An in-person research review with a client is a vital step in the life cycle of a project. It allows the client to step inside their customers’ shoes, in a way, to understand their wants, needs and motivations for using a product or service. This step provides a foundation that supports the design and development of better customer experiences.
So how do you conduct a crucial in-person research review during a time of social distancing and canceled travel plans?
In this interview, Experience Researcher Jasmine Walker explains how the projekt202 team quickly adapted to the ever-evolving challenges posed by the coronavirus and successfully delivered for the client:
What was the challenge or opportunity on this project?
After travelling to four of the client’s sites in three countries, it was time for Brittney Holbrook, projekt202 Senior Experience Designer, and myself to analyze and synthesize the thousands of notes and observations we collected in the field.
We returned from Europe just as international travel was coming to a halt and initial voluntary stay-at-home-orders were taking effect due to COVID-19. We sequestered ourselves in one of our large meeting rooms at the projekt202 Dallas office, affinitizing the notes for days, even when most of our co-workers were already working from home full-time.
Finally, word came that our client’s team could no longer travel to our office because of the stay-at-home orders. Brittney and I had to finish the affinity diagramming process remotely. Usually, being surrounded by the thousands of colored sticky notes when clients come to our office for in-person wall walks physically immerses them in the data. In this case, however, our team had to find a way to engage them in this way virtually.
For those who aren’t familiar, what is a wall walk?
To provide some background, after we have finished affinity diagramming — a way to sort data into key themes — we invite our clients to come to our office. Here, they can read all the insights and opportunities that our team gathered in the field; for convenience, this data is displayed on Post-It notes arranged on large foam boards. Being surrounded by this information allows one to hear the stories the participants are telling, as well as spark creativity in terms of ideating solutions.
So this is a critical step in the research review process, but the client was unable to attend in person. How did you solve the issue and keep the project moving forward?
A wall walk is the culmination of months of work. We also needed to present the customer journey map and personas we produced for the project.
So, we scheduled three consecutive days of virtual workshops, each lasting for four hours. This presented the new hurdle of figuring out how to keep our clients engaged for that long on a Zoom meeting.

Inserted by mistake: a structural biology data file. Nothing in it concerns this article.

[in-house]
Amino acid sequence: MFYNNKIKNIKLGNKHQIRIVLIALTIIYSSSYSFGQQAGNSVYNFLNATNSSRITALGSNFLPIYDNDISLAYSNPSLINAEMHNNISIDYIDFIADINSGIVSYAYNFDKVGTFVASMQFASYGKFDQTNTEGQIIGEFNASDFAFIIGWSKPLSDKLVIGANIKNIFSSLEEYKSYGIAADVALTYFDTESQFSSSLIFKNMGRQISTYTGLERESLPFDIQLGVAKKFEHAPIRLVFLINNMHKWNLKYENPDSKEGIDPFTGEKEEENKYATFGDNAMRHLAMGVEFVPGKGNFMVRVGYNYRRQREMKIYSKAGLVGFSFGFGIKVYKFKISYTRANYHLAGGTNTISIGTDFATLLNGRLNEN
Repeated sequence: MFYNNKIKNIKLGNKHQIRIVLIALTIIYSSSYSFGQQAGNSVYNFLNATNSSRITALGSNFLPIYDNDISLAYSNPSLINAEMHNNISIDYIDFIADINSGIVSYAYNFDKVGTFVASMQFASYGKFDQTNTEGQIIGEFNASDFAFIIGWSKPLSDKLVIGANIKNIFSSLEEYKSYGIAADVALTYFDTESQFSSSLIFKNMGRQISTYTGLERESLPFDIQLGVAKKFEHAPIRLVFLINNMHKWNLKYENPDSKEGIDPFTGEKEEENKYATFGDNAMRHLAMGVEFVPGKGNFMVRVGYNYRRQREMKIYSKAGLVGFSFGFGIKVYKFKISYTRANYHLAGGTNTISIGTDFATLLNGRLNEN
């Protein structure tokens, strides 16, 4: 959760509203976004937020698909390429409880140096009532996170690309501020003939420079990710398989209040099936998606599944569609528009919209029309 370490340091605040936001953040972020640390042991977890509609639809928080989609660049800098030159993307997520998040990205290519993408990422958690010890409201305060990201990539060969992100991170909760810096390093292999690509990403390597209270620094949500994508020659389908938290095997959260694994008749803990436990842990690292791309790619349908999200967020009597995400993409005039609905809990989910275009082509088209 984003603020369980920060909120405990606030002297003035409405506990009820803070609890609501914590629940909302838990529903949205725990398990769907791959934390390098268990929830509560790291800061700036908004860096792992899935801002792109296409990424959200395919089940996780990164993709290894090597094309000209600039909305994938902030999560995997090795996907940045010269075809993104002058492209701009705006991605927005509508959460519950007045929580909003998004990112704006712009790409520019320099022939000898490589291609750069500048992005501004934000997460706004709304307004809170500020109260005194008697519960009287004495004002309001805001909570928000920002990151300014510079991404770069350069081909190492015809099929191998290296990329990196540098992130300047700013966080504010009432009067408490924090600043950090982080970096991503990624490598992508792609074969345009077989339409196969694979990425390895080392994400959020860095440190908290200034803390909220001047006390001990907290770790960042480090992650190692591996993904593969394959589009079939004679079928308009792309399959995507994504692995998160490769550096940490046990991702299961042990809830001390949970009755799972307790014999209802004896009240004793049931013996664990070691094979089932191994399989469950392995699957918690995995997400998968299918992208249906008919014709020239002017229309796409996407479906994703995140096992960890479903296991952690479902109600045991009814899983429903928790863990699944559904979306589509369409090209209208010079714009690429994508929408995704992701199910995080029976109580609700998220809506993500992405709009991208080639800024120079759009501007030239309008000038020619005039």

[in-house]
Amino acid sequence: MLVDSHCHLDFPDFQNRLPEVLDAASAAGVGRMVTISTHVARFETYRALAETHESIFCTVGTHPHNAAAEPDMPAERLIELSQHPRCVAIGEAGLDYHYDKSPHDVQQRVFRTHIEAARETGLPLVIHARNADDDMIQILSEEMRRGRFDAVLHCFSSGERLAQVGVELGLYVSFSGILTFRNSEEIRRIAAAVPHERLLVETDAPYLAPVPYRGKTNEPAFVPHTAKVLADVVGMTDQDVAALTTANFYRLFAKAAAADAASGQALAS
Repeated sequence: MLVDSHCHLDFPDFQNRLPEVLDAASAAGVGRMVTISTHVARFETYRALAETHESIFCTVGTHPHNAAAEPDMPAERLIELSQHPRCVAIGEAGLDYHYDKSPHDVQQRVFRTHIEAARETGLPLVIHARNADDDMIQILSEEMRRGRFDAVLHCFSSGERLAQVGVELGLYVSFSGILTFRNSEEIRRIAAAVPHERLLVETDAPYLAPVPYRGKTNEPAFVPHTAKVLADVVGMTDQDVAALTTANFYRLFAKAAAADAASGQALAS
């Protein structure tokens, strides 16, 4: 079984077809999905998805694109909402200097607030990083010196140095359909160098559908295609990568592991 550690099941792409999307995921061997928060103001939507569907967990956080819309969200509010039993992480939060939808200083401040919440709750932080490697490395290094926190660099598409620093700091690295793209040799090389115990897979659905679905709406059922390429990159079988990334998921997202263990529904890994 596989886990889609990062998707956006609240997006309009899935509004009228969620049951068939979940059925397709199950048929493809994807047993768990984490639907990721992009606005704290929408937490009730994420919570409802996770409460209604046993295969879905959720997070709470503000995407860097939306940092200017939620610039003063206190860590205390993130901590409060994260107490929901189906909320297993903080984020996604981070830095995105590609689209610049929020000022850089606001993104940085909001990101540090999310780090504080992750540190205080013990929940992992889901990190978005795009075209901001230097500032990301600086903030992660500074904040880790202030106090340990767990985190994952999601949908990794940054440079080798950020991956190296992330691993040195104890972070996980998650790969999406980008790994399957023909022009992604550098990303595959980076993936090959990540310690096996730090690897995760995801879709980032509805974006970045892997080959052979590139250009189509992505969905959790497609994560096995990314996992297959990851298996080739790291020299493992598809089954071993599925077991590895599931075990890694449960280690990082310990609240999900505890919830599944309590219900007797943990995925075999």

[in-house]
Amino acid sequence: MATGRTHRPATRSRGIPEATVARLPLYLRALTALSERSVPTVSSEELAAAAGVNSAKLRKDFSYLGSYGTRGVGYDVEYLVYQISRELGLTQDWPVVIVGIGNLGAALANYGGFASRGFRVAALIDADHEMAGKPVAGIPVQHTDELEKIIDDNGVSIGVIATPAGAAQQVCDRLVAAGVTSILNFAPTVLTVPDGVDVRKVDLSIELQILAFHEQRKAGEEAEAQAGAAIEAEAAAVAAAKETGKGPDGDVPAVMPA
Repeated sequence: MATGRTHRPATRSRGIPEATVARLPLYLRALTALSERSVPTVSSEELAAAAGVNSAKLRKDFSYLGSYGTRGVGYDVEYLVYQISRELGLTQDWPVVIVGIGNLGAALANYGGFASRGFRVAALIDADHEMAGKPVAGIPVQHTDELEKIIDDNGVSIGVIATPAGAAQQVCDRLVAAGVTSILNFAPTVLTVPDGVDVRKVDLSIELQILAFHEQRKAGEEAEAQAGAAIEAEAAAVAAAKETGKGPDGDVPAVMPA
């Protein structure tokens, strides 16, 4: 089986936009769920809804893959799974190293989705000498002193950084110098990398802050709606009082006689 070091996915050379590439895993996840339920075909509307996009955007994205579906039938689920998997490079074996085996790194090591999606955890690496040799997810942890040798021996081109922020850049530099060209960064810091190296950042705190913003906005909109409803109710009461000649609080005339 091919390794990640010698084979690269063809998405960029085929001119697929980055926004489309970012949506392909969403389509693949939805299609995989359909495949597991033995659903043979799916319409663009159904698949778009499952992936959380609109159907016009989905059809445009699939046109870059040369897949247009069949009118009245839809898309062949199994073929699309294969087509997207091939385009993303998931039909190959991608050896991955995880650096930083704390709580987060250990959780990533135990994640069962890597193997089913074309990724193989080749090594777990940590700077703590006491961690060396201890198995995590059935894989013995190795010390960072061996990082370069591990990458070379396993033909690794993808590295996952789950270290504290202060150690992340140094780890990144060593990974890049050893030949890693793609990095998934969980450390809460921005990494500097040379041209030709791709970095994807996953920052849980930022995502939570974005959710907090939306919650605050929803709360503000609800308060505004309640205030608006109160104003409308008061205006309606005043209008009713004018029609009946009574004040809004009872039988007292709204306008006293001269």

Brittney suggested that our team use a website for the wall walk workshop as an alternative way to “Wow!” the client, as opposed to a traditional keynote deck. After some investigating and much discussion, our team decided to try this idea, as it was not too much more work than creating a normal presentation deck.
During the virtual wall walk workshop, I presented each theme with a brief overview, gave everyone time to read through the statements on their own, and then gave everyone the opportunity to discuss any quotes or notes that stuck out to them. This was really effective in generating conversation among the client’s team; they even commented on how quickly the four hours flew by because of how our team structured the day.
We even included a link to the Miro Board on the site that houses the full, digitized affinity boards, so stakeholders can read all the notes in addition to the ones we curated for them on the site. Depending on how long the site can stay up, we could also add the customer personas and journey map we produced.
What were the results and feedback from the client? Were there any unexpected advantages you discovered from having to go virtual for this part of the process?
Our clients were extremely impressed with how we presented the wall walk, as they were initially skeptical about the effectiveness of engaging in this kind of workshop virtually. They appreciated our team’s ability to immediately adapt to this new way of meeting and presenting; they also liked that a website link can easily be shared, as opposed to a lengthy deck that requires downloading.
Pictures and audio are not normally a part of a traditional wall walk. However, these additions to some of the themes proved to be really good at gaining empathy for the users, because one literally hears a participant speak about a pain point or opportunity as opposed to a third party relaying that information. Pictures and audio also made our key insights more memorable.
Not only did they discuss opportunities springing from our data, but the client’s stakeholders referred to aspects of projekt202’s methodology that should be implemented within their own organization.
The website added an extra aesthetic value and is a living artifact that can easily be passed around among the client’s organization. Using a website to present the wall walk — as opposed to a slide deck — was incredibly successful and I will absolutely consider using it again, even when we can meet in person, because it is an impressive and effective tool.
FOR MORE INFORMATION:
Experience Strategy & Insight: Research directly benefits the end user
Get your free copy of our book outlining projekt202’s methodology